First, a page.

Somersworth council votes to switch ambulance providers
Fire Chief Keith Hoyle said on Monday the City Council voted 7-1 with one abstention to accept American Ambulance, which was one of three companies that submitted a proposal.
"We asked for a lot more than we ever had before," Hoyle said, adding the city wanted a guarantee for 24-hour ambulance service as well as community outreach.
While all three companies - which also included American Medical Response (AMR) and CarePlus Ambulance - met the minimum requirements, Hoyle said officials were most impressed by American Ambulance's proposal. He added the company also guaranteed a second ambulance for 56 hours a week and offered two scholarships for students interested in becoming emergency medical technicians.
"Any one of the three companies could have been selected," Hoyle said.
As a result, American Ambulance crews will be responding to emergencies throughout the city instead of AMR, which operates throughout the region and the country.
It was a big step for American Ambulance in the Seacoast, as the Massachusetts-based company opened the doors to just its first New Hampshire office - along Route 108 - March 1.
As a result of the new contract, the company may have to expand its fleet of six ambulances and is actively seeing applications for new employees via its Facebook page.
"I think we've been very well received in the community," said Paul Robidas, general manager for New Hampshire and Maine.
In the past month and a half, American Ambulance crews have responded to about 40 emergencies and non-urgent calls per week.
Robidas said the company, which has many former AMR employees, plans to submit requests for proposals in Kittery and Berwick, Maine.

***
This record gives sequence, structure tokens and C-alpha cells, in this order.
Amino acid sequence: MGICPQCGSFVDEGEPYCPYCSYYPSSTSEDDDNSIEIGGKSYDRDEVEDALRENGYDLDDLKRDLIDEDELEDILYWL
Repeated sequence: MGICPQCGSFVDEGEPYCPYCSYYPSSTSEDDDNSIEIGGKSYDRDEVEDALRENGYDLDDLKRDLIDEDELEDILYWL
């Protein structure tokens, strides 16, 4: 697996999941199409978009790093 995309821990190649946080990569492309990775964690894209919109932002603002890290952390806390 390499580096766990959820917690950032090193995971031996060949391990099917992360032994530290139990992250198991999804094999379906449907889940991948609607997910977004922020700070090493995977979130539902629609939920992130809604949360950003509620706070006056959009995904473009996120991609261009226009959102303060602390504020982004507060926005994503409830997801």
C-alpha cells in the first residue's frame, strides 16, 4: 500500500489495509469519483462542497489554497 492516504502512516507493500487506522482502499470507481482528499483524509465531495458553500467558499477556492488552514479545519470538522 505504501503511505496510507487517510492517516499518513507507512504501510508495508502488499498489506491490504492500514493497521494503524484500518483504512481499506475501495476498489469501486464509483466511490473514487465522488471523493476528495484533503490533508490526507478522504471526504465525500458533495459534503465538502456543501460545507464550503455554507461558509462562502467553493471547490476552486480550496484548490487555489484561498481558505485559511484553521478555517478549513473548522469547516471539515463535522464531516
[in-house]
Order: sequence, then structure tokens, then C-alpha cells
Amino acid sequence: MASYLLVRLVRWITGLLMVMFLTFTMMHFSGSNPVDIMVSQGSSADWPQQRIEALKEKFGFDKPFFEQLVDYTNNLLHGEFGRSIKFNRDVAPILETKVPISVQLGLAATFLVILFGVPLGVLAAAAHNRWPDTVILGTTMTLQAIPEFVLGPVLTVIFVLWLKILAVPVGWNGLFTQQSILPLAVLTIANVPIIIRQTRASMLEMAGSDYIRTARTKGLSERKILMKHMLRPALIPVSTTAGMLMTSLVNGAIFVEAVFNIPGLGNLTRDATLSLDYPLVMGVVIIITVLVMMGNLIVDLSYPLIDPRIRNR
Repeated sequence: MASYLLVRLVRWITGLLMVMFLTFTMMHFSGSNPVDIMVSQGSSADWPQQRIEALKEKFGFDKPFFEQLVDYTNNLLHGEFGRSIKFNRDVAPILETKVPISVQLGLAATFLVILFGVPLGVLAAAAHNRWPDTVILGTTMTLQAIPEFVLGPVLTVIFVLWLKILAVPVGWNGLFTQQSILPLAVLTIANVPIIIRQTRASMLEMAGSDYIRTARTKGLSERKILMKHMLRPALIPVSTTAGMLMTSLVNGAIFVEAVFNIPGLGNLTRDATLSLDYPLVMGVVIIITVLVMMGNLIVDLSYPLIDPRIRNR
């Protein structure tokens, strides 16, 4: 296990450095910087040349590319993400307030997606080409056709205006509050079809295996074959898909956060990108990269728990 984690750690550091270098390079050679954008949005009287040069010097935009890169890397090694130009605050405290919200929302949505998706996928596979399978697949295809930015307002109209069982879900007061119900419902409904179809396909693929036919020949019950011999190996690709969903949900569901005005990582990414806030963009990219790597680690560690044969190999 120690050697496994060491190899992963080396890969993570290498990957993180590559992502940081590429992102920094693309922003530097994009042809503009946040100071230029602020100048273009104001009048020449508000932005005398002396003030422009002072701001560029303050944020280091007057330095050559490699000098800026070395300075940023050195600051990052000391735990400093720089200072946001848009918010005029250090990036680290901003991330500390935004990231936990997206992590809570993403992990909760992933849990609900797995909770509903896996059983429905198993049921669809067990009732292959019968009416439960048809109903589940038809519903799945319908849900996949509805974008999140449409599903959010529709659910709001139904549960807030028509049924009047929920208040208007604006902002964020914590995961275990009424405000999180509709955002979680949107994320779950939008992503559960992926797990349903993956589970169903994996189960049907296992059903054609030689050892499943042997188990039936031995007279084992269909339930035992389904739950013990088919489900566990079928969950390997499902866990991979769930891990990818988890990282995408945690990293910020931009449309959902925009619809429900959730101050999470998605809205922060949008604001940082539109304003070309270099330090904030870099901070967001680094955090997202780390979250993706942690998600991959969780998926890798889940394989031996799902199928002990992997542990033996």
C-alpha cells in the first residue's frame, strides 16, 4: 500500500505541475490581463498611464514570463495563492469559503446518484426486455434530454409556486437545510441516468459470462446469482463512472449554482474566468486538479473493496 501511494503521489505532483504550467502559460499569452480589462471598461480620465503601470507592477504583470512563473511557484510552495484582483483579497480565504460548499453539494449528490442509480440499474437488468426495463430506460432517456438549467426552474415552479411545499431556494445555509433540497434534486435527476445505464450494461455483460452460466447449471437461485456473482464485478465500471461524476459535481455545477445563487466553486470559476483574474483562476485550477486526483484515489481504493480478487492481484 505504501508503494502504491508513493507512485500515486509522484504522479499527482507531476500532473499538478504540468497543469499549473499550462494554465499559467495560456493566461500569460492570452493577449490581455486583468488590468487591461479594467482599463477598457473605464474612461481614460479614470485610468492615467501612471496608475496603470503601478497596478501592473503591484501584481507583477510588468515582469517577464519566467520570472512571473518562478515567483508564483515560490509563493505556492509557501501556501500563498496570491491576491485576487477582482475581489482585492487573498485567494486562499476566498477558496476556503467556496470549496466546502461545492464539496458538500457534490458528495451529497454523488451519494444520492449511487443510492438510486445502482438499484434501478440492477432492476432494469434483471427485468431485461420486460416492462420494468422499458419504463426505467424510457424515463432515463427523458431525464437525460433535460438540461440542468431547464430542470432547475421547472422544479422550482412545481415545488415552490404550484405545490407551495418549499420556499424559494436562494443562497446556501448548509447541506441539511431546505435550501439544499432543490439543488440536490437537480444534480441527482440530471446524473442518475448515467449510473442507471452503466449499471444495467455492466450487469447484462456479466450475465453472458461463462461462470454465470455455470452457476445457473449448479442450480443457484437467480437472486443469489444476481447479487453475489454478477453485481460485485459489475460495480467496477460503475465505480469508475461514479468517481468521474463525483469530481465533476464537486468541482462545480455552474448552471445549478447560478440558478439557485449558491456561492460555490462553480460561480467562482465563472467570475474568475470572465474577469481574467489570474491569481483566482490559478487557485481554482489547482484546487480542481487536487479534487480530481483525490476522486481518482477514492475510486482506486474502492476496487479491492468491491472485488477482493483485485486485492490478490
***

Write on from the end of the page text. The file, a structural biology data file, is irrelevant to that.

American Ambulance transports 280,000 patients annually in Beverly, Allston, Hyde Park and Cape Cod in the Bay State and from Key West to Orlando in Florida.
"We're in the process of expanding into the Manchester market," Robidas said, adding the company is planning to partner with Elliot Hospital in Manchester while looking for options to also expand in Portland, Maine.
Robidas expects competition between the two ambulance companies will ensure area residents have the best care for the best value.
Crews from AMR respond to more than 9,000 calls, for both emergency and non-emergency situations in the Seacoast areas of New Hampshire and in Maine each year, according to its website www.amr.net.
"We were disappointed in the council's decision, but we were pleased to hear from councilors that the decision was not based on AMR's performance as provider of E911 services to the residents of Somersworth," AMR General Manager Chris Stawasz said in an e-mail.
As one of the larger providers of emergency medical services in the country, AMR also serves Derry, Hampstead, Manchester and Nashua in the state as well as Kittery and Scarborough in Maine, according to its website.
While American Ambulance crews can be called to transport residents throughout the Seacoast - from Farmington to Epping to the Massachusetts state line - it is up to the communities to choose to accept a dedicated provider for emergencies, according to Brendan McNiff, CEO for New England.
Additionally, McNiff said the company invested in a trailer that can provide supplies to assist 100 patients during emergencies in the Seacoast.
American Ambulance Service of New England is owned by Falck, a 106-year-old Scandinavian-based company that provides emergency medical services in 15 nations.
For more information, visit http://www.americanambulancesvc.com.